Talent or hard work? What does it take to achieve our potential? Are those who are more talented destined to be more successful or is the answer a little more complicated? In her book, ‘Grit: Why passion and resilience are the secrets to success’, author Angela Duckworth contends that although talent is important, it’s actually a distraction from what really matters. Our ability to achieve our potential, she explains, is less dependent on talent and more reliant on our level of what she calls grit.
The book in a nutshell
In the book, the author outlines research which reveals two qualities that high achievers exhibit at an extremely high level. First, they are the epitome of perseverance and are driven to keep getting better through hard work and resilience. Second, they have direction, a deep level of clarity about what it is they want. This, their ultimate goal, acts as a north star as they navigate through life and keeps them going even when things get challenging. That goal becomes their passion. These two attributes when combined are called grit, a passion and perseverance for long-term goals. Grit, the research shows, is a major determining factor in what we achieve during our lifetime.
Talent is no guarantee of success
We love the idea of a ‘natural’, someone who was born with a gift, an innate ability to do something that they are excelling at right before our eyes. Yet, simply having talent doesn’t guarantee that we will achieve excellence, it depends on how we apply it.
Effort matters more than talent
Outstanding performance is a combination of several small skills and activities learned and cemented into a habit. Done consistently and correctly over time it leads to excellence. As the author puts it: ‘Talent is how quickly your skills improve when you invest effort. Achievement is what happens when you take your acquired skills and use them.’
Talent will affect how quickly we improve in a skill but so too does effort. Simply put, with effort a talent becomes skill, but effort also makes that skill productive. Without effort, our talent is merely untapped potential, what we could have done but didn’t. Effort, in effect, counts twice as much as talent.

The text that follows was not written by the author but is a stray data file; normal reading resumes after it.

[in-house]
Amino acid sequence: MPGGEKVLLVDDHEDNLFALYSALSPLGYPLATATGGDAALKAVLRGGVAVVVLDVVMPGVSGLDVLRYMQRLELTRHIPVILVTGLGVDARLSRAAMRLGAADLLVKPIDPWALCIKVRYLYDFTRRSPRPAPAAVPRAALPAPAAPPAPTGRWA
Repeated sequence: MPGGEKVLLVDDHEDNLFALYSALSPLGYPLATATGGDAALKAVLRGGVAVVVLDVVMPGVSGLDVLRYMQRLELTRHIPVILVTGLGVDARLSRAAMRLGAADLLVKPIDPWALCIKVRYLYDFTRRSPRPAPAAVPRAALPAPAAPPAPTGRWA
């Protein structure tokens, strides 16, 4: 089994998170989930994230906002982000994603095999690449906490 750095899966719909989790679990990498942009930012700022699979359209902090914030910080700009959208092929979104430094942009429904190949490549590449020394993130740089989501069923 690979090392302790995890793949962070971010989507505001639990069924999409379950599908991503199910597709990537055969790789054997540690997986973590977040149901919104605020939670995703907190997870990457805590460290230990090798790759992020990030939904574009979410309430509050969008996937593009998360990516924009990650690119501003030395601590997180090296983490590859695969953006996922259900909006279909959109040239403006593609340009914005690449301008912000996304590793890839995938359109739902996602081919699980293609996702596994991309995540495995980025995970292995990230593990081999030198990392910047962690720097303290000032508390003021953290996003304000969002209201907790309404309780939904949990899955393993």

Consistency is essential
The reality is many of us fail to see things through and we give up quickly when challenges come. High achievers, however, are able to show consistency of effort over a long period. They don’t just work hard now and then, but put in the effort day after day. That consistency leads to excellence.
Work on something that matters to you
Grit requires that we have the same top-level goal over a long period. That goal is something we’ve become so passionate about that most of our actions and lower level goals serve it in some way. As the author puts it: ‘It’s doing what you love, but not just falling in love— staying in love.’ Having a high-level goal which we care about focuses our minds and keeps us on track and motivated when the tough times come.
Grit can grow
Although grit is influenced by genes, like other aspects of our psychology, it is not fixed and can also be affected by our experiences. In the author’s words: ‘One story says that our grit changes as a function of the cultural era in which we grow up. The other story says that we get grittier as we get older.’ Both are probably true. The research reveals that the grittiest people display four distinct psychological characteristics: